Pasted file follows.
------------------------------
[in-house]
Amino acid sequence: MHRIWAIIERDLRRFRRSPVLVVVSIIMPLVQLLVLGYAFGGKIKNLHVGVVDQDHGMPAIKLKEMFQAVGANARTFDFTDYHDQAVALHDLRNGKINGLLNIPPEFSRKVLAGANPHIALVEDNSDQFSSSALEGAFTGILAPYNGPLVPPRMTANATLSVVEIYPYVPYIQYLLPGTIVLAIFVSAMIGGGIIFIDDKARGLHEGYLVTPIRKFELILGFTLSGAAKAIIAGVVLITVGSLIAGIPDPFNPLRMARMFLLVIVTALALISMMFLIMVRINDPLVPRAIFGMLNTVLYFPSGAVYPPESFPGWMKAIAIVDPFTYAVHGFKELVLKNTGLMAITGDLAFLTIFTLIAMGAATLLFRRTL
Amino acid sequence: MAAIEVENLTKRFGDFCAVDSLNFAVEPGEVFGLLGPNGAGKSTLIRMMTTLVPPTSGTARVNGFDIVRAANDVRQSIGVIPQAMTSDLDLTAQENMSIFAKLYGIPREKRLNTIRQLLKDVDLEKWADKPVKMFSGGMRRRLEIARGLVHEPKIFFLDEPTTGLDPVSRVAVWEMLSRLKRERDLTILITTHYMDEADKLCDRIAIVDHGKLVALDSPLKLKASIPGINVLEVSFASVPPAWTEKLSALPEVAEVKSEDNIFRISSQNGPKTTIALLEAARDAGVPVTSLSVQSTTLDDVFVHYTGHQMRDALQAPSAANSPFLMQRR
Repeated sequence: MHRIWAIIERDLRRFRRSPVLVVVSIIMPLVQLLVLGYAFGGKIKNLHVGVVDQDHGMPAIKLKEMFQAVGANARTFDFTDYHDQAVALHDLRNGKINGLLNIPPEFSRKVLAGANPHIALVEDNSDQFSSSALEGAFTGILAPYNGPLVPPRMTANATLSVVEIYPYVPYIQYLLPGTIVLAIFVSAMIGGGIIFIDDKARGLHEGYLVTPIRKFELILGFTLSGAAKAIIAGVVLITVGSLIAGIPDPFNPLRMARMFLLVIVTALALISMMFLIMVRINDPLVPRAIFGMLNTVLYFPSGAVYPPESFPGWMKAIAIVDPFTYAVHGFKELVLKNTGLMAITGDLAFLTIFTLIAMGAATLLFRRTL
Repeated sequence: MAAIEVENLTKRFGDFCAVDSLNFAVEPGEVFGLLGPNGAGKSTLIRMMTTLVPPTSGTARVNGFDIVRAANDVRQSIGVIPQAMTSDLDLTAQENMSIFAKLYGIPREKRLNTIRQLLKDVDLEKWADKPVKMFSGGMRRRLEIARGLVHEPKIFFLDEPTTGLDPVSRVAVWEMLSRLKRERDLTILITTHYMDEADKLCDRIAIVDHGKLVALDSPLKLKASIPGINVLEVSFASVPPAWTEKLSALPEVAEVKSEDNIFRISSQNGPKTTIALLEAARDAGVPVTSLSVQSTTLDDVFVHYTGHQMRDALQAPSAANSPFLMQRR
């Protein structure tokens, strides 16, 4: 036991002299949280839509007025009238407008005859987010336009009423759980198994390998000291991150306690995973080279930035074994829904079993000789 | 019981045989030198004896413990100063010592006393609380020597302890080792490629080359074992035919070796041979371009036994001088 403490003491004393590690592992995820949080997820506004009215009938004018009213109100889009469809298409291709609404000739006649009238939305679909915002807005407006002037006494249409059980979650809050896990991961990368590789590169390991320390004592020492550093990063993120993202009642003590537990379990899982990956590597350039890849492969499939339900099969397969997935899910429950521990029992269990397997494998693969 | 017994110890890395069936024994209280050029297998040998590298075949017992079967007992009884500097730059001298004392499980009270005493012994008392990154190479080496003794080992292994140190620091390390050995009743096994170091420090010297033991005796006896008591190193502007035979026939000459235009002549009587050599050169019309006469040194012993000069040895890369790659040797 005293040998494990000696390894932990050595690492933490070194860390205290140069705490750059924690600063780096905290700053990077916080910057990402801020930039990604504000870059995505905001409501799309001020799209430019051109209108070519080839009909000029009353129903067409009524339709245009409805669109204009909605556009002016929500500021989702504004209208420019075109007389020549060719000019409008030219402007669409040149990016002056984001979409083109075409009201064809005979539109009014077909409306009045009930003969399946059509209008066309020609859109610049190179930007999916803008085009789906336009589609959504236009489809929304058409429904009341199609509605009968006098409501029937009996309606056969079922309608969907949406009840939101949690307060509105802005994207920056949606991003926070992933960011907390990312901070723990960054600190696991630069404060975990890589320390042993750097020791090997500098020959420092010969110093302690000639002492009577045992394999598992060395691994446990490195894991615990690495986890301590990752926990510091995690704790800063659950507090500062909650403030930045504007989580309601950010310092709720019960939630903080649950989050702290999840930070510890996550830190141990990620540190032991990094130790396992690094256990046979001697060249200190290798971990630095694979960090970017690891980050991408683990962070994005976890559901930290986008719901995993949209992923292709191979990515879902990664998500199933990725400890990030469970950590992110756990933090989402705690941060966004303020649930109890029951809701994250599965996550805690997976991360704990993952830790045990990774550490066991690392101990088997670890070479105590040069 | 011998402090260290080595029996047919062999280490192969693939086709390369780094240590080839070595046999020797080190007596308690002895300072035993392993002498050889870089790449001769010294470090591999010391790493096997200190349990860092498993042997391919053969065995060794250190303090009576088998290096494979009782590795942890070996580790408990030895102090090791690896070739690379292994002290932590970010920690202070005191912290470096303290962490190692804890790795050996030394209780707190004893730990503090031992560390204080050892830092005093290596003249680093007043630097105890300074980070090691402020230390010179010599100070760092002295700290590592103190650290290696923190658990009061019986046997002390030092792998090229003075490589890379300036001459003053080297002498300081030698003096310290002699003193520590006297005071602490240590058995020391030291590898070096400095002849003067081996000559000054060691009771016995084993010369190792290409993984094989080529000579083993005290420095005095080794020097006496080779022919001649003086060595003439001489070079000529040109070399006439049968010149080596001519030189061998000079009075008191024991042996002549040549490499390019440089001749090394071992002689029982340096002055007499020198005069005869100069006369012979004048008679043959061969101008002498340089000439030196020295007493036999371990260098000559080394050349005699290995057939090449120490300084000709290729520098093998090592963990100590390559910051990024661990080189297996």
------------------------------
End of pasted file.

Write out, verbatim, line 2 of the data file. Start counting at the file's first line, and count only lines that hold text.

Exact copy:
Amino acid sequence: MHRIWAIIERDLRRFRRSPVLVVVSIIMPLVQLLVLGYAFGGKIKNLHVGVVDQDHGMPAIKLKEMFQAVGANARTFDFTDYHDQAVALHDLRNGKINGLLNIPPEFSRKVLAGANPHIALVEDNSDQFSSSALEGAFTGILAPYNGPLVPPRMTANATLSVVEIYPYVPYIQYLLPGTIVLAIFVSAMIGGGIIFIDDKARGLHEGYLVTPIRKFELILGFTLSGAAKAIIAGVVLITVGSLIAGIPDPFNPLRMARMFLLVIVTALALISMMFLIMVRINDPLVPRAIFGMLNTVLYFPSGAVYPPESFPGWMKAIAIVDPFTYAVHGFKELVLKNTGLMAITGDLAFLTIFTLIAMGAATLLFRRTL